After a tumultuous 2021, Capital.com’s chief market strategist David Jones explains what traders and investors should look out for in the year ahead in the face of inflation, the pandemic, and uncertainty over how much further the technology bull market has left to run.
Inflation unsurprisingly spiked in 2021 as the global economy recovered from the Covid-19 pandemic – but it doesn’t seem to be showing signs yet of falling back. What’s your outlook for inflation? And what can investors do to minimise risk while attempting to capitalise on this?
The inflation question is the great ‘known unknown’. For much of last year central banks were perhaps too relaxed, and inflation has only recently come into focus with markets falling after the Federal Reserve said interest rates might need to rise more quickly than expected.There will be potential opportunities. Gold had a disappointing year last year; the price was flat through 2021 after hitting record highs in 2020. However, gold has always been seen as a store of value and an inflation hedge, so gold bugs will be hoping that inflation continues to be a problem. This year could see the great gold comeback – I wouldn’t rule it out.
The US dollar has already had its resurgence in the second half of 2021. It will be interesting to watch both markets and how they respond to inflation.
For something a bit more left field, soft commodities seem to have performed strongly. Cotton, coffee, sugar and cocoa all did well in 2021, so if we are to see higher inflation, it would be interesting to see how it will affect commodity markets.
You mentioned the dollar as an inflation play. What about other FX markets? Is the US dollar going to be the main story for 2022?
Other things will come into play as the year goes on, but for now it is an inflation story. If inflation remains stickier than usual and people get nervous, the dollar could be seen as a safe place to park cash. Additionally, if we see some uncertainty in stock markets, it could potentially act as a haven. While we cannot rely on past references for future events, that’s what we saw in March 2020 when the pandemic really hit: everything fell, but the dollar index soared.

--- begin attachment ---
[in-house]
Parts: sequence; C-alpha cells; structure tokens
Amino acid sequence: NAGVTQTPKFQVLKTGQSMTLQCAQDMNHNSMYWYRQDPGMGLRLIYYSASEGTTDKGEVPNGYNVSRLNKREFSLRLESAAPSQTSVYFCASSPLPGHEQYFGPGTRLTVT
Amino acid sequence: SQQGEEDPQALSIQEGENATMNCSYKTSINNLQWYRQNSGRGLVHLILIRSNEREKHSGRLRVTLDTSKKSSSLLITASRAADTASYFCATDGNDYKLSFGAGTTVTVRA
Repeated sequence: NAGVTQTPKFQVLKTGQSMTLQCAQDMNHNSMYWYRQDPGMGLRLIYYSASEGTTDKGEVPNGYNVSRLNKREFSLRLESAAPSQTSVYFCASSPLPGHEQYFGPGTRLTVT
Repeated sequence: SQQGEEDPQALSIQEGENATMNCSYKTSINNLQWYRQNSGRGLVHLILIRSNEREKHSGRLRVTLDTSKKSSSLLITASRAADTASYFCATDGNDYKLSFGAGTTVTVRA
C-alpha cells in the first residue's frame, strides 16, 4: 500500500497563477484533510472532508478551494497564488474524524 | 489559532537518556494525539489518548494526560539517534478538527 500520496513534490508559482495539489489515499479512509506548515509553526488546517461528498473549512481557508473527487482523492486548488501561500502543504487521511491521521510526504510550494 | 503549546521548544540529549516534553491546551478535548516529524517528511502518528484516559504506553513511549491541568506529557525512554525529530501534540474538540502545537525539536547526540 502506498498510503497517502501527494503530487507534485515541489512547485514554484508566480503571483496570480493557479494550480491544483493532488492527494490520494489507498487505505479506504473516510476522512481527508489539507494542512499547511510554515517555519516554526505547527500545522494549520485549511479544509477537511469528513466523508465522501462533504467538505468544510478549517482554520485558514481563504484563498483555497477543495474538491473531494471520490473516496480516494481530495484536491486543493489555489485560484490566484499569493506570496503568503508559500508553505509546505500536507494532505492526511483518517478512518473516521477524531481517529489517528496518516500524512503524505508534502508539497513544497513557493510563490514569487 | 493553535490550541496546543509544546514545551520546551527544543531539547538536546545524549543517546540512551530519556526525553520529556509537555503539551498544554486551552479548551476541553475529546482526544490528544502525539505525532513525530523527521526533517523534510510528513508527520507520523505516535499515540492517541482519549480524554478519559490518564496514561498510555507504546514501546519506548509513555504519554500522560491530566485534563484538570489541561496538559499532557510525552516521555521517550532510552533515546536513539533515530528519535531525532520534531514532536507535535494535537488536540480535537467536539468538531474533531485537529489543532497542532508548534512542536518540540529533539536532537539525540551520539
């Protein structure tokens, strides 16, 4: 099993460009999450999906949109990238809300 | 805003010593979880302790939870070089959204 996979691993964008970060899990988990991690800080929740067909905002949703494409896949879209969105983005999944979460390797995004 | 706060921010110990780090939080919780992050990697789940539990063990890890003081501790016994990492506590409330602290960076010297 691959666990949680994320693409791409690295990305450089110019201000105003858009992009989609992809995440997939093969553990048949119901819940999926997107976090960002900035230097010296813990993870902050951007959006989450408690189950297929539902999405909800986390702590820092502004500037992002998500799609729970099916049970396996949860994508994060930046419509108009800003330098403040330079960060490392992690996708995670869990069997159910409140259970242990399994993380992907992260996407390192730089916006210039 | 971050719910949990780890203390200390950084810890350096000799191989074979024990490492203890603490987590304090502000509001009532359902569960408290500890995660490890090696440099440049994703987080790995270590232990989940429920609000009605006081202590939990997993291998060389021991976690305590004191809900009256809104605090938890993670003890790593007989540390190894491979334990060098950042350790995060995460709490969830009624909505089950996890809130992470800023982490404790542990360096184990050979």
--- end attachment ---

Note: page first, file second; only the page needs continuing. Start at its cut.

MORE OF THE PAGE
The European Central Bank has been slow to act on inflation, which could weigh on the euro versus the dollar. For sterling, the effects of Brexit continue to rumble on, which clearly does not help.
Different governments are taking different approaches as we continue to grapple with Covid-19 and its variants. What does this tell you about how different markets are likely to perform?
I think Covid-19 may be a secondary issue for markets – it’s here, and we must live with it. Markets such as oil seem to be breathing a sigh of relief, and we have seen concerns ease about Omicron. Around the world cases are rising, but with fewer hospitalisations and deaths. This is considered good from a health point of view but also good for markets. It should not be disregarded though new variants may arise that could potentially change this.
Stock markets obviously are jittery about inflation, but if they don’t get too spooked, we could see further growth. Some investors have been well rewarded over the past 18 months for buying into dips, but others have suffered.
It’s hard to argue against US stock markets. People have tried to call the top, but if you look at a broader index than the S&P 500, it continues to defy any calls for its demise. That said, it would be naïve to go into 2022 expecting another 25% gain from the US stock market, because there must come a point where valuations get stretched.
Technology companies benefited massively from the pandemic, but the last time we saw an all-time high in the tech-heavy NASDAQ was November 2021, compared with the first week of January for the S&P 500. The likes of Facebook, Google, Tesla, and Microsoft account for a big proportion of tech sector gains, which can skew the performance of benchmarks like the S&P. We could still see progress to the upside for US markets, but there might be more volatility than we’ve been used to over the past 18 months.
How about other developed markets, such as Europe and Japan?
European markets have lagged the US, especially the DAX and the FTSE. With inflation returning, if tech stocks start to wane a little then perhaps blue chips in the FTSE 100 – or sectors such as oil or banking – could have a better year.
In Japan, the Nikkei started 2021 strongly but ended the year where it was in February – treading water for 10 months. It’s perhaps more vulnerable to a crash or sell-off because it has been such a disappointing market for many years.
There could be a lot more volatility. It’s going to be a harder year for investors.
We saw several high-profile IPOs last year, but their relative success has varied massively. Should traders be wary of the buzz around new companies coming to market?
I wouldn’t say the IPO bubble will burst, but investors do need to be wary, as there is always the possibility. Some may have had their fingers burned by IPOs last year. If interest rates continue to rise, money is going to be more expensive, so there will be an impact. Investors should not treat IPOs any differently to any other type of investment.
The article contains market commentary information, it should not be regarded as investment research or investment advice. Past performance is not a reliable indicator for the future.